Go to content

Obesity and respiratory hospitalizations during influenza seasons in Ontario, Canada: a cohort study


Background — Previous studies suggest that obesity may be a risk factor for complications from pandemic influenza A(H1N1) infection. the researchers aimed to examine the association between obesity and respiratory hospitalizations during seasonal influenza epidemics and to determine the extent of this association among individuals without established risk factors for serious complications due to influenza infection.

Methods — The researchers conducted a cohort study over 12 influenza seasons (1996-1997 through 2007-2008) of 82545 respondents to population health surveys in Ontario, Canada. The researchers included individuals aged 18-64 years who had responded to a survey within 5 years prior to the start of an influenza season. Logistic regression was used to examine the association between self-reported body mass index (BMI) and hospitalization for selected respiratory diseases (pneumonia and influenza, acute respiratory diseases, and chronic lung diseases), both in the entire cohort and stratified by chronic condition status.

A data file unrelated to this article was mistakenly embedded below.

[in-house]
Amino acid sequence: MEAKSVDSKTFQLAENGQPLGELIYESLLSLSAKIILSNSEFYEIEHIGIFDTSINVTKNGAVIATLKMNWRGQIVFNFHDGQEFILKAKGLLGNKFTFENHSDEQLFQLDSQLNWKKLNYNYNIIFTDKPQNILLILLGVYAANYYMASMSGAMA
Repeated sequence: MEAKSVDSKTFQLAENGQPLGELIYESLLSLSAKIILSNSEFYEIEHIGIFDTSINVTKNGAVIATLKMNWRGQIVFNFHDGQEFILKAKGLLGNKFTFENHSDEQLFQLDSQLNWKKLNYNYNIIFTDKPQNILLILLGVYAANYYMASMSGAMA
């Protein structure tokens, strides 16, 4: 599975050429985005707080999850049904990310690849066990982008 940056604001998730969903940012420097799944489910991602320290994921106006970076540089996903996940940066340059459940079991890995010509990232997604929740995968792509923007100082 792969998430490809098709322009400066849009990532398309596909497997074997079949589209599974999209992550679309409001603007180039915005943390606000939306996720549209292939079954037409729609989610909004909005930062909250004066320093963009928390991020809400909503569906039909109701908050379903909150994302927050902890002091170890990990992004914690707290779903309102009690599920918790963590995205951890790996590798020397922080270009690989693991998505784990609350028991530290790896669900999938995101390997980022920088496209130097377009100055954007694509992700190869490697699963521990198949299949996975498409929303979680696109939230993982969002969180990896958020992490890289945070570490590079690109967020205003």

Results — Obese class I (BMI, 30-34.9) (odds ratio [OR], 1.45 [95% confidence interval {CI}, 1.03-2.05]) and obese class II or III (BMI, ≥35) individuals (OR, 2.12 [95% CI, 1.45-3.10]) were more likely than normal weight individuals to have a respiratory hospitalization during influenza seasons. Among obese class II or III individuals, the association was present both for those without previously identified risk factors (OR, 5.10 [95% CI, 2.53-10.24]) and for those with 1 risk factor (OR, 2.11 [95% CI, 1.10-4.06]).

Conclusions — Severely obese individuals with and without chronic conditions are at increased risk for respiratory hospitalizations during influenza seasons. They should be considered a priority group for preventive influenza measures, such as vaccination and treatment with antiviral medications.



Kwong JC, Campitelli MA, Rosella LC. Clin Infect Dis. 2011; 53(5):413-21. Epub 2011 Sep 1.

View Source